Monday, February 13, 2017
Marlen Mursuli - St. Thomas University
MIAMI GARDENS | Jigs, reels, ghillies, hornpipes and feisanna. No, it’s not Urban Dictionary’s latest slang words; it’s Irish step dance.
For 22-year-old Victoria Molina, a St. Thomas University communications major and education minor, these words have been part of her everyday vocabulary since the age of 4. She began Irish step dancing at her great-grandmother’s encouragement, competing and performing across Florida and the United States.
“My heritage has a lot to do with my passion for Irish step dancing, and dancing in general,” Molina said. “I’m part Irish/Italian on my mother’s side, and part Cuban/Spaniard on my father’s side.”
Trying to balance a social life, school and work can be hard enough for most college students. But for Molina that struggle is compounded by hours of dance training and practice, working at the Law Library, and teaching dance to elementary school children.
“More than anything else, my hectic schedule is a blessing,” she said. “Throughout high school I was very ill – battling two bouts of mononucleosis (mono), and an unknown virus – and I was bed ridden for months at a time. So I’m very thankful to be able to do all that I do.”
The health setbacks she suffered also affected her dance training, but in 2014 she got a clean bill of health and focused years of pent up dance energy into Irish step dancing.
Competing at the highest levels of Irish dance requires progression through a series of skill levels, from beginners to novice to prizewinner, then preliminary to open champion to world champions. The only way to move up is to do well in competitions, and in a short time Molina has exceeded expectations. Currently, she is considered an open champion, one level away from world champion, and she is ranked #2 in the United States.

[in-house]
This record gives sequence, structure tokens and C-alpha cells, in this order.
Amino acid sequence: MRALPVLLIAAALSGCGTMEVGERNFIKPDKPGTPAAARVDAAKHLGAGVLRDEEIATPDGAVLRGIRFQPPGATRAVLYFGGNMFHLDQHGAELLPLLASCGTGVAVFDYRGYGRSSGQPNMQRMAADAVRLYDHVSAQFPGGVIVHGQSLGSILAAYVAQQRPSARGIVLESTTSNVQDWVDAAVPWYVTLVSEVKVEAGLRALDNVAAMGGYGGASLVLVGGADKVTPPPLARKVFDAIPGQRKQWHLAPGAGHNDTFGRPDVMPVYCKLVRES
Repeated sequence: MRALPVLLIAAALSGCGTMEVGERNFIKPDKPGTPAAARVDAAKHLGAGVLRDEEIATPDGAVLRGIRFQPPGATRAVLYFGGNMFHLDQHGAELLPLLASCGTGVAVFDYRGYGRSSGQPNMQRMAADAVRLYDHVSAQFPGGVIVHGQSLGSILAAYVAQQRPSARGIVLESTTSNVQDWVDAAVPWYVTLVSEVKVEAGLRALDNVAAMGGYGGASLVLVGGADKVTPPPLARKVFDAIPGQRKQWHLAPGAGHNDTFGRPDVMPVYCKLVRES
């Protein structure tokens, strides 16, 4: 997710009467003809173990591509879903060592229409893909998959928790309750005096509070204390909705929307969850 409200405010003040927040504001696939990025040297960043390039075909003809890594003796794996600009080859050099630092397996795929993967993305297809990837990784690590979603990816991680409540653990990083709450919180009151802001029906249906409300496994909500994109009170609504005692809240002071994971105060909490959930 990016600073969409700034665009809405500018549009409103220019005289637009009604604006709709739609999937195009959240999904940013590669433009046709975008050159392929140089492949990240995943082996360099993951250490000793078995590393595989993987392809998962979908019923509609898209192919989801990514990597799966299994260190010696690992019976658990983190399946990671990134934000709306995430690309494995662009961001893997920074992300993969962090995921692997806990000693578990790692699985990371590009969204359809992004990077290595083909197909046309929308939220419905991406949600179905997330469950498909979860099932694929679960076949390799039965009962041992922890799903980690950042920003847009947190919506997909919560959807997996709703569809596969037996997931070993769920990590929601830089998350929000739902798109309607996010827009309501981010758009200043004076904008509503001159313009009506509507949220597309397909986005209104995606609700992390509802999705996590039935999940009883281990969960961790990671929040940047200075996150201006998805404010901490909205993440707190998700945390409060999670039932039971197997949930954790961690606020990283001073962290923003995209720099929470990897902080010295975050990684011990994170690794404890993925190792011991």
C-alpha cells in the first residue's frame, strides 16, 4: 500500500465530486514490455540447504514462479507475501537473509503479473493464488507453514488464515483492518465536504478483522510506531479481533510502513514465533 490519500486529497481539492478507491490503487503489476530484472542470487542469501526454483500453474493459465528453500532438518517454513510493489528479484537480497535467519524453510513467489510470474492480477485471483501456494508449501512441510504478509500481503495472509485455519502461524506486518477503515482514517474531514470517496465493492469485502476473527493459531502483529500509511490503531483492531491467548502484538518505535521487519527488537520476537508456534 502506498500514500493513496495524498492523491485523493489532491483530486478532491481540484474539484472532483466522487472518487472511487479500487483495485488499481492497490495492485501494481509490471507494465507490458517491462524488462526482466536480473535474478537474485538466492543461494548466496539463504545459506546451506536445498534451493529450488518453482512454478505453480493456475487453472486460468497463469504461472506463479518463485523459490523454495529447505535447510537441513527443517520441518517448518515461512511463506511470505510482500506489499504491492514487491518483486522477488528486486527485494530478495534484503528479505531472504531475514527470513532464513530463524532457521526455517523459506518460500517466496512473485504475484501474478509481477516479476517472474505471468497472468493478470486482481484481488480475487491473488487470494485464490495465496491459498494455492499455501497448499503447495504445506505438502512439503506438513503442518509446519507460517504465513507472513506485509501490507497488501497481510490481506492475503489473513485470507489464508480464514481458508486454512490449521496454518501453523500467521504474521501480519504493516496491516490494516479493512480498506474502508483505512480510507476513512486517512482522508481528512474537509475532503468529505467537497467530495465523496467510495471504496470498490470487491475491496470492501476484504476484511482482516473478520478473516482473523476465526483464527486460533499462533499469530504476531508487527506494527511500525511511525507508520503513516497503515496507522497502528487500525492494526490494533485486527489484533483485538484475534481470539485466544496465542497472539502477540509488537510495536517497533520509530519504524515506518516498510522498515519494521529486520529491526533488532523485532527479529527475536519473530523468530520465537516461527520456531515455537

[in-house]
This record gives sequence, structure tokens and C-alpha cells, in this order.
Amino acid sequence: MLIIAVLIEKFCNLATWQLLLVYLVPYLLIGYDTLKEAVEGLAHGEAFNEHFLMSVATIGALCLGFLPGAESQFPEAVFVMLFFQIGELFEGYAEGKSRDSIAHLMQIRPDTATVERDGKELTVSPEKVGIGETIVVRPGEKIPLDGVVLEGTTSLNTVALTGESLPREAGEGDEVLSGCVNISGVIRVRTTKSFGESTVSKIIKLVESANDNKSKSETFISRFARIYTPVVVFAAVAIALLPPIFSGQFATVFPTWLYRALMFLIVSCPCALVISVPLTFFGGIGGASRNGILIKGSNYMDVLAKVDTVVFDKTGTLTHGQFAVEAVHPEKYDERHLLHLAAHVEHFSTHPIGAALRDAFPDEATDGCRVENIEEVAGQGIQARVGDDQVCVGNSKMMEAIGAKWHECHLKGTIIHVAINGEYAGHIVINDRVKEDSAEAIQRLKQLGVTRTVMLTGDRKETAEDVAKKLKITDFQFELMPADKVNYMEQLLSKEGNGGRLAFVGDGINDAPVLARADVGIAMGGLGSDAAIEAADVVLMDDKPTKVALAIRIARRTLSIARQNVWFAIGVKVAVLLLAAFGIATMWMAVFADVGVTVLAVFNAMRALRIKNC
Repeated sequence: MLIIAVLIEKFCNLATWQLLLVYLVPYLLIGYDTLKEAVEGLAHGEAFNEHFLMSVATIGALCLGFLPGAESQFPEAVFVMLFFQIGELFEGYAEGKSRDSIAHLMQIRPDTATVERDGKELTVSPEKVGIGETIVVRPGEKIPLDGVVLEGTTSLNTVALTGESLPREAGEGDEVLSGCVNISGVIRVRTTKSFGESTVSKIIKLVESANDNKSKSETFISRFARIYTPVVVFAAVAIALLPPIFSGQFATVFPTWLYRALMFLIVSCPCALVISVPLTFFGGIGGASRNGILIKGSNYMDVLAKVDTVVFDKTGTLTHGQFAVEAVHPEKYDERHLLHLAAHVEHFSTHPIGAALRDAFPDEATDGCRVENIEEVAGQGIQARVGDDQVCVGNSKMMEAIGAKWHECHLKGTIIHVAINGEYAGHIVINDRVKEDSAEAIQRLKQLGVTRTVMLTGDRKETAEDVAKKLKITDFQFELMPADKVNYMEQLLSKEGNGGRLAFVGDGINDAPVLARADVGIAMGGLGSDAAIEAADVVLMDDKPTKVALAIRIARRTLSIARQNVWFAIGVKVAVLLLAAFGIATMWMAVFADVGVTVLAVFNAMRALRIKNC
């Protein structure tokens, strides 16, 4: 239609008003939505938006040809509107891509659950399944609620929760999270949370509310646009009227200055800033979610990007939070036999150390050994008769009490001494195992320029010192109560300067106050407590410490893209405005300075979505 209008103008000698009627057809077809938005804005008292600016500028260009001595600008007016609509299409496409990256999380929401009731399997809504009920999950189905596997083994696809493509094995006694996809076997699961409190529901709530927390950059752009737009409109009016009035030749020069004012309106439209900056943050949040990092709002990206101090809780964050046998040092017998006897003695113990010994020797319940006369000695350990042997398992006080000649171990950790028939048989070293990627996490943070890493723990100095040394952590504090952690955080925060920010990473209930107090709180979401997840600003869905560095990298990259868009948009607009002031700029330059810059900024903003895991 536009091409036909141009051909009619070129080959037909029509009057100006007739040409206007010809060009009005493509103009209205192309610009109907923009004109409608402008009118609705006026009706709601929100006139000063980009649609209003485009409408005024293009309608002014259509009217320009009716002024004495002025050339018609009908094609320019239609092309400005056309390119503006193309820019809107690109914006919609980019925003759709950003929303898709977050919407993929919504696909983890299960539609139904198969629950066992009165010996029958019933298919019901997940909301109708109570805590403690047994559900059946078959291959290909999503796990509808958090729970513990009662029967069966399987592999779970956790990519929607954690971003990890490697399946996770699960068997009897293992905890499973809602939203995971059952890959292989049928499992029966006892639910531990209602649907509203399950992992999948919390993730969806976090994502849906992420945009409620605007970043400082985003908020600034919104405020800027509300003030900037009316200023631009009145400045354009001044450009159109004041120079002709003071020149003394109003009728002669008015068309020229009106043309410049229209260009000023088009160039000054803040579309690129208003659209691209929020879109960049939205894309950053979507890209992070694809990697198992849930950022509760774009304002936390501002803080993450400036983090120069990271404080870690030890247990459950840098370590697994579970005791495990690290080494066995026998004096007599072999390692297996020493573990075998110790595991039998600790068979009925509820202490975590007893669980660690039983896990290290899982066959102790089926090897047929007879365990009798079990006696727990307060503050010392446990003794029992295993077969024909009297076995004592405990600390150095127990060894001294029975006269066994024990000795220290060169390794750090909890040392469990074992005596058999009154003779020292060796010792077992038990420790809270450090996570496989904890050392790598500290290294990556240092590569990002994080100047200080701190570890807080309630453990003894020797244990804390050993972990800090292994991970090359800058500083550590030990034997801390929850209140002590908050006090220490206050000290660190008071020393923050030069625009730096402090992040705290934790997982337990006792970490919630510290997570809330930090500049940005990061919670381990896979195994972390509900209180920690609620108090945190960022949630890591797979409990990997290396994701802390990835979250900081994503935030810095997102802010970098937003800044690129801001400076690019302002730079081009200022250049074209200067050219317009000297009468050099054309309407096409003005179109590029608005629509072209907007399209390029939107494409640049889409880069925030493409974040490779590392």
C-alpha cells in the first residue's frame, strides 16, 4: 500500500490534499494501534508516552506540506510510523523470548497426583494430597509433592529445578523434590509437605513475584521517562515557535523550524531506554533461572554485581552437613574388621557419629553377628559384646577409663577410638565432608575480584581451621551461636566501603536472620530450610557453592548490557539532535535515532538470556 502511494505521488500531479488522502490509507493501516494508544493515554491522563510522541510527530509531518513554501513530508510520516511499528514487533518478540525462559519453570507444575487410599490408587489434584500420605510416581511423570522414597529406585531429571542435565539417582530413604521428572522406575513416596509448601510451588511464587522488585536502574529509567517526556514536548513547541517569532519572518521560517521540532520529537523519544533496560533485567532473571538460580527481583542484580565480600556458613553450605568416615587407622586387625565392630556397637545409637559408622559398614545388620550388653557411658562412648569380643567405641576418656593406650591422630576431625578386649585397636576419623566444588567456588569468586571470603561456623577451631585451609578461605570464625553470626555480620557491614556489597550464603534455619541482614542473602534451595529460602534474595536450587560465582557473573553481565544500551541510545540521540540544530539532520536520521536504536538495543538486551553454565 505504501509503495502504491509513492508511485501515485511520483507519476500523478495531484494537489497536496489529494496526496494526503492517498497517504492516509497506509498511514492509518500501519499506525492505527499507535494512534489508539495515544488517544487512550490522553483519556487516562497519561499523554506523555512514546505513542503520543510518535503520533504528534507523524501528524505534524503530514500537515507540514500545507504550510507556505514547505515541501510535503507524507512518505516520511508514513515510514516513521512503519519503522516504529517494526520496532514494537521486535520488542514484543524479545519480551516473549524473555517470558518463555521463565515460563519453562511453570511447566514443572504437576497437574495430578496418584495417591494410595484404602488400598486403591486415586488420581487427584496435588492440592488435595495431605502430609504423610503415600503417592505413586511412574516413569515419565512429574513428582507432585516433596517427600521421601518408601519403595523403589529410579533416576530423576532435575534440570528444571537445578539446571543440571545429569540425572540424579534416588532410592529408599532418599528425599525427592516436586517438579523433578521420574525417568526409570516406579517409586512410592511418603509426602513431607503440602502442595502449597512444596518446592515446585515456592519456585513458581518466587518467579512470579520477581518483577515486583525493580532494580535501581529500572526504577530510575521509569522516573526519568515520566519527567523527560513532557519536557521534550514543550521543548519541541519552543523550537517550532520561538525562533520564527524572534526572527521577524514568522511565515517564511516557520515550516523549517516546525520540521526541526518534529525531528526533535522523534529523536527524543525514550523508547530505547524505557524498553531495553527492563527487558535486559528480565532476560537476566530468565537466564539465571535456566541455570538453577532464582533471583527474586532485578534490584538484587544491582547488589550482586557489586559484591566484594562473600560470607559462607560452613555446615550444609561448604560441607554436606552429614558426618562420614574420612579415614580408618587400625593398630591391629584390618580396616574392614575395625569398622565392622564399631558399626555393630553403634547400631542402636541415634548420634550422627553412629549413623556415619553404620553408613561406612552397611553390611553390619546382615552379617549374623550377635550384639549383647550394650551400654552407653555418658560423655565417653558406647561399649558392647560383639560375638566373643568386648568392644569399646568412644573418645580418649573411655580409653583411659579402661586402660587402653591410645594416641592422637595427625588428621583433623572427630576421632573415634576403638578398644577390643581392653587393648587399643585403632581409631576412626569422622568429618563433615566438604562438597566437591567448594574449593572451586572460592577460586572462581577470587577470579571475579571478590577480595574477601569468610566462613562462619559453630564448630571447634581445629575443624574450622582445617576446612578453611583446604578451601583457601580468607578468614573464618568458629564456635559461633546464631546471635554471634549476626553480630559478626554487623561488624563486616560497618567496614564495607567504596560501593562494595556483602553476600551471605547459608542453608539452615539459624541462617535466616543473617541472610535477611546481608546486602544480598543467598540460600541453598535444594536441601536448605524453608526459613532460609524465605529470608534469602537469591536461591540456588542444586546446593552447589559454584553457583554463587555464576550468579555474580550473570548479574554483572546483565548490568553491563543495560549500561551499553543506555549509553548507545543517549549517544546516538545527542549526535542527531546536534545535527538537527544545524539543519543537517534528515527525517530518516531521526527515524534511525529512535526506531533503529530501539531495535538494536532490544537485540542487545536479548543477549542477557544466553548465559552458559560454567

An Irish step dancing competition is called a feis (pronounced fesh), or feisanna, if referring to more than one. During a feis, Molina is barely recognizable. She dons a wig with cascading jet black curls, wears elaborately bedazzled dresses called solo dresses, and high white socks called poodle socks. Depending on the dance routine, the shoes on her feet are soft shoes similar to ballet shoes (called ghillies) or hard shoes, which are similar to tap shoes.
“If you've seen an Irish step dance, you'll notice the dancers stiffen their upper body with no arm movement – the only thing moving is our lower body,” explained Molina. “We’re judged on several things: the difficulty of our steps; control of our upper body; being up on your toes at all times; and having your feet turned out during the entire dance routine. It’s difficult and challenging, but it’s fun.”
Given the rigorous competition schedule lined up for this year, Molina, who has been with the STU dance team since her freshman year, decided to step down as team co-captain. It was a tough decision to make, but it was the best decision for the team. She has several local competitions throughout the year, as well as some in other cities. This month she has Nationals in Orlando, Fla. Then, in April, she has the Irish Step Dancing World Championships in Belfast, Ireland.
“It’ll be my first time out of the country, so I’m really excited,” she said. “Shortly after I get back, I graduate! It’ll be bitter sweet. I’ll be leaving the school that’s helped me become the leader I am in and out of the dance studio.”
As to her future goals, she said she’ll be pursuing a master’s degree, and becoming a certified Irish step dancing teacher. She’s delaying the dance teacher certification because once she begins the process, she is no longer allowed to compete.
“I’ve got a lot more dance competitions in me, and for the time being I’m happy teaching and mentoring my elementary dance students,” she said.
Molina takes the stage at the 2017 World Irish Dancing Championships April 9-16.